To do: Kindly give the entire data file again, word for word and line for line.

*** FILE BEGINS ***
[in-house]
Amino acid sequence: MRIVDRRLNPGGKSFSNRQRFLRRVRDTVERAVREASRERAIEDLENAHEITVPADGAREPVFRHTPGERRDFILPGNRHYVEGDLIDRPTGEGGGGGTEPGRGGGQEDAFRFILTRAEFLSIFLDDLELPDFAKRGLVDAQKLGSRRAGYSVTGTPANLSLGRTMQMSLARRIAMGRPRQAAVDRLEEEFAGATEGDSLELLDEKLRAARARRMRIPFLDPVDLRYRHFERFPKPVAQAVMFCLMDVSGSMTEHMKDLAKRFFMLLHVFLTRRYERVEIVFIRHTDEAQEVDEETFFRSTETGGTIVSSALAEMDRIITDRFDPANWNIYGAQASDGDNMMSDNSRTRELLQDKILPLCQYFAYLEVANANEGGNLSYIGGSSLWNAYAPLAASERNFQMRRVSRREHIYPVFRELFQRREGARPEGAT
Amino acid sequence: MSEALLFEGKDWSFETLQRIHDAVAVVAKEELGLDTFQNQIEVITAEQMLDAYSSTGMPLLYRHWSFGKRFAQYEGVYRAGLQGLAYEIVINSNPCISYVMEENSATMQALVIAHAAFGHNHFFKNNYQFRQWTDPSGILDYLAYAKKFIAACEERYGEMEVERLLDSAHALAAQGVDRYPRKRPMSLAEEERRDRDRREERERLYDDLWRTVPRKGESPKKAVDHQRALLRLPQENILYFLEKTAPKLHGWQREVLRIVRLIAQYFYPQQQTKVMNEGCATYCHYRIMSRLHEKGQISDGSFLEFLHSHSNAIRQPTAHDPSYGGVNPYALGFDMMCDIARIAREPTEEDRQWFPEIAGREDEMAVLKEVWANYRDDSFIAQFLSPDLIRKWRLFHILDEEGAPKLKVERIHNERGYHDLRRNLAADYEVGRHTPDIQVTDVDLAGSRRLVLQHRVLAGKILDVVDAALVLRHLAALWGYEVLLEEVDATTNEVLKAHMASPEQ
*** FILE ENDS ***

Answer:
[in-house]
Amino acid sequence: MRIVDRRLNPGGKSFSNRQRFLRRVRDTVERAVREASRERAIEDLENAHEITVPADGAREPVFRHTPGERRDFILPGNRHYVEGDLIDRPTGEGGGGGTEPGRGGGQEDAFRFILTRAEFLSIFLDDLELPDFAKRGLVDAQKLGSRRAGYSVTGTPANLSLGRTMQMSLARRIAMGRPRQAAVDRLEEEFAGATEGDSLELLDEKLRAARARRMRIPFLDPVDLRYRHFERFPKPVAQAVMFCLMDVSGSMTEHMKDLAKRFFMLLHVFLTRRYERVEIVFIRHTDEAQEVDEETFFRSTETGGTIVSSALAEMDRIITDRFDPANWNIYGAQASDGDNMMSDNSRTRELLQDKILPLCQYFAYLEVANANEGGNLSYIGGSSLWNAYAPLAASERNFQMRRVSRREHIYPVFRELFQRREGARPEGAT
Amino acid sequence: MSEALLFEGKDWSFETLQRIHDAVAVVAKEELGLDTFQNQIEVITAEQMLDAYSSTGMPLLYRHWSFGKRFAQYEGVYRAGLQGLAYEIVINSNPCISYVMEENSATMQALVIAHAAFGHNHFFKNNYQFRQWTDPSGILDYLAYAKKFIAACEERYGEMEVERLLDSAHALAAQGVDRYPRKRPMSLAEEERRDRDRREERERLYDDLWRTVPRKGESPKKAVDHQRALLRLPQENILYFLEKTAPKLHGWQREVLRIVRLIAQYFYPQQQTKVMNEGCATYCHYRIMSRLHEKGQISDGSFLEFLHSHSNAIRQPTAHDPSYGGVNPYALGFDMMCDIARIAREPTEEDRQWFPEIAGREDEMAVLKEVWANYRDDSFIAQFLSPDLIRKWRLFHILDEEGAPKLKVERIHNERGYHDLRRNLAADYEVGRHTPDIQVTDVDLAGSRRLVLQHRVLAGKILDVVDAALVLRHLAALWGYEVLLEEVDATTNEVLKAHMASPEQ